Brett Prebble:: "He didn't like the way I rode, we Australians are very tactical and I used that. I was probably a touch over-aggressive, but that was just my style. He had beautiful balance, it was more about finesse for him than all out aggression. He wasn't necessarily the strongest rider in a finish, but the horses ran for him and he would give the horses a chance to get the most out of them, rather than standing over them to give everything.

"He had beautiful balance, it was more about finesse for him than all out aggression." - Brett Prebble

I watched him and learnt a lot at the start and I just copied him. I was aggressive and got them into position early, and in the end my style of riding suited Happy Valley as well."

Brett Prebble

When Prebble led by 16 late into the 2009-10 season, Whyte went to another level to clinch what he called at the time “the best of my 10 championships”. The title came down to the final meeting of the season, with Whyte prevailing 100 to 99.

Prebble: "He never had that pressure, somebody to push him hard as I did that for those few seasons, I was really pressing him hard to steal his rides. He was so dominant, he could just take whatever ride he wanted for such a long time, until I came along. He handled it though, and proved he was a true champion."

A highlight of Whyte's riding was the way he rode Happy Valley, particularly the way the jockey would balance his mount for an inside run on the treacherous home turn.

"Nobody rode Happy Valley like Douglas Whyte in his prime. He was the best." - Shane Dye

Dye: "Nobody rode Happy Valley like Douglas Whyte in his prime. He was the best. It's a hard track to ride, and Douglas made it look easy. As great as Joao Moreira is, he still hasn't mastered it."

Joao Moreira: "It's a very difficult track and you are always turning. Wide gates are so difficult there, and when you are on the favourite, your rival jockeys know that and they make it very difficult to cross.

Then there is that tight home turn that shoots you out on a leader, especially when the rail is out wide. It means there will always be a run there. Douglas was the one who taught everybody else to be diving into that gap, that the gap will always appear inside the leader.

Joao Moreira

That's what gave him his reputation, obviously when he was champion jockey, he had some of the best horses in hand, but he wouldn't be afraid to take the gap."

Prebble: "He would find a spot before anybody else had even thought about finding a spot. In those tightly handicapped races the shortest way home wins, particularly at the Valley, and he used that."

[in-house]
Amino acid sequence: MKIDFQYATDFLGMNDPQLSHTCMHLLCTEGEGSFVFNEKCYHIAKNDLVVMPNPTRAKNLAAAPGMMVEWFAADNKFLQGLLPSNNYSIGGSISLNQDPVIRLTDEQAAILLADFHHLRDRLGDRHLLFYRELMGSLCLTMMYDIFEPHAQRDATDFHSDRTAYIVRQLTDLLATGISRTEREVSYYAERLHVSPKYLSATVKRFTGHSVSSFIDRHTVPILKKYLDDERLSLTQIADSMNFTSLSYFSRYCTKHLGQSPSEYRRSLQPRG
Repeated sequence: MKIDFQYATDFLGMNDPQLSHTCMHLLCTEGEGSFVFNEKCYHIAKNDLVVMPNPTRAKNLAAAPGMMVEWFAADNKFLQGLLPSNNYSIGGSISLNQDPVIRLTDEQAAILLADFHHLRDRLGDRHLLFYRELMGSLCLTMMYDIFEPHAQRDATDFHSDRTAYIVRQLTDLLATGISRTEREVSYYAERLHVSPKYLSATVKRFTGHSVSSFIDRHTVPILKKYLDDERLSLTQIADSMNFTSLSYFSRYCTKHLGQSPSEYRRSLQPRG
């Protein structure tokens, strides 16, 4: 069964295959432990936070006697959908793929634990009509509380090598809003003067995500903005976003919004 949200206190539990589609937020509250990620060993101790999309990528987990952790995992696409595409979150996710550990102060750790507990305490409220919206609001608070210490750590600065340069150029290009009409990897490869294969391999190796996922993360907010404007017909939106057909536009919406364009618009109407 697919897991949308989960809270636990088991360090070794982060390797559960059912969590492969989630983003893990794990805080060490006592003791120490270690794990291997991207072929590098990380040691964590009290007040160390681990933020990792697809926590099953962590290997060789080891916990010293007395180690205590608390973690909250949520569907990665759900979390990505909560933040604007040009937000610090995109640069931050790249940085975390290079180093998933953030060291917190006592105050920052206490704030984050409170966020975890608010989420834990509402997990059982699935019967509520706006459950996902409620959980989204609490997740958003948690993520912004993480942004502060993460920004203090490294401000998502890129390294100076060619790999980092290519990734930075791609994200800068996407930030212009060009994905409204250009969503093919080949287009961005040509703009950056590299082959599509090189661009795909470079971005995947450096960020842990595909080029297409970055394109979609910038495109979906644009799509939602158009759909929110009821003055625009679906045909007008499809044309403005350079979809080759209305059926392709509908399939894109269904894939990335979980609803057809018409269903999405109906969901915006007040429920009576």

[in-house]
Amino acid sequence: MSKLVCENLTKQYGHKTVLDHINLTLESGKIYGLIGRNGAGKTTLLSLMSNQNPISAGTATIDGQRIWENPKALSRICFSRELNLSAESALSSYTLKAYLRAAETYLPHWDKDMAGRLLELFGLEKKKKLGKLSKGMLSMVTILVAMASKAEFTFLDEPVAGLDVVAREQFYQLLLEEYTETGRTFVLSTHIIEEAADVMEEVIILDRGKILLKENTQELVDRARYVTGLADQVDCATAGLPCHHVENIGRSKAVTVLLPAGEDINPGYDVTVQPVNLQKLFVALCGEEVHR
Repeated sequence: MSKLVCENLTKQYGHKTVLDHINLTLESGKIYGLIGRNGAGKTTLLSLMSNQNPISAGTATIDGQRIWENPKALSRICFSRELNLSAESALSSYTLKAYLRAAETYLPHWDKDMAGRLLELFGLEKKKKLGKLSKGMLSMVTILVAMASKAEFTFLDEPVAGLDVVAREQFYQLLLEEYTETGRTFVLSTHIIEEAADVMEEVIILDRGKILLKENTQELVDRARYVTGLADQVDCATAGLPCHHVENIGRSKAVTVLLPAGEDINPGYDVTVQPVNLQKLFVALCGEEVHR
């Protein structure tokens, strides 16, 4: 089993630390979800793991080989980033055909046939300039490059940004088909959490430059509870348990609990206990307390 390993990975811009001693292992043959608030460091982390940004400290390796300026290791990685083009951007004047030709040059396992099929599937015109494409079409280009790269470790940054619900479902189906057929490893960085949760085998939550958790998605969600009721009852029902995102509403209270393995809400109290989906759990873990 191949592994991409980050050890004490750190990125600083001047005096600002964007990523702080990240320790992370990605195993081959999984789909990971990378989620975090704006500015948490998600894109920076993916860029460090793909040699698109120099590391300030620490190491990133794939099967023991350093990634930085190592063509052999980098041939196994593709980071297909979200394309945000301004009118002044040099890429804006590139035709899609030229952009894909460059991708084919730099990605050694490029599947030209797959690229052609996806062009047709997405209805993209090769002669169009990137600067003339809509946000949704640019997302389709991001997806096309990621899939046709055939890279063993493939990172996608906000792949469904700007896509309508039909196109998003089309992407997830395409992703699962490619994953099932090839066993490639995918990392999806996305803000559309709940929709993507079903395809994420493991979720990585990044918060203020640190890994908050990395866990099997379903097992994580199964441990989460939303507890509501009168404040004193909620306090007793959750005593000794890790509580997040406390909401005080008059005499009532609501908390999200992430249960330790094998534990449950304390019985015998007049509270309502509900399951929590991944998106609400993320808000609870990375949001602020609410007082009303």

Dye: "Douglas had a plan A, B, C and D. He did his homework and knew where he wanted to be and exactly how he was going to get there."

Fradd: "Hong Kong is so much about race placement and positioning, getting them in the right spot. I think Douglas' ability to do that came from that time analysing races. In Hong Kong, if you put the horse in the right spot then you have a very good chance of winning. He was very sharp. We were trying to do the same thing, of course, but he just seemed to have that edge on us."

Zac Purton and Whyte's rivalry started as a slow burn. In fact, it probably wasn't even a rivalry at all for the first six or seven seasons after the Australian arrived: Purton was simply Whyte's whipping boy.

Zac Purton: "When I came to Hong Kong, Douglas was obviously the benchmark, he led the way with everything he did and I have tried to replicate him in many of those ways.

He just always seemed to be in the right position, he read races very well, and he did his homework very well. The good jockeys make it look easy, and when I first got here he was making what he did look pretty easy."

Purton finally clinched his Holy Grail with a title in 2013-14, but newcomer Joao Moreira already had him in his sights.

Zac Purton

Heavy is the head that wears the crown

The train spotting stats freaks might ask where Joao Moreira fits into this story: they will point out, quite rightly, that the Brazialian never finished second to Whyte in the championship. Correct, but for all of his statistical dominance, Moreira couldn't match Whyte's sequence of championships either.

Moreira arrived a few months into the 2013-14 season, the campaign during which Purton finally overhauled Whyte.

Key to Whyte finally losing his grip on the championship was the withdrawal of support from top trainer John Size, with Moreira walking straight into the roll as de facto stable jockey for the master horseman upon his arrival from Singapore.

Moreira enjoyed unprecedented popularity and soon smashed Whyte's single season record of 114 with 145 winners in 2014-15, followed by 168 and 171 wins in the next two seasons respectively as he feasted on unrivalled popularity among owners and trainers.

Douglas Whyte at Happy Valley

Yet after three straight championships, and seemingly with the system within his grasp, Moreira lost support, and Purton slowly but surely wore him down to take back the championship. Perhaps Moreira was trying to keep too many people happy, but that was what Whyte, with the skills of a diplomat, was able to achieve for 13 seasons.

"He is brilliant at handling people, keeping them happy and dealing with people – that is his best skill." - Joao Moreira

Moreira: "I think he was one of the few people in the world that would have been able to do what he did. He is brilliant at handling people, keeping them happy and dealing with people – that is his best skill.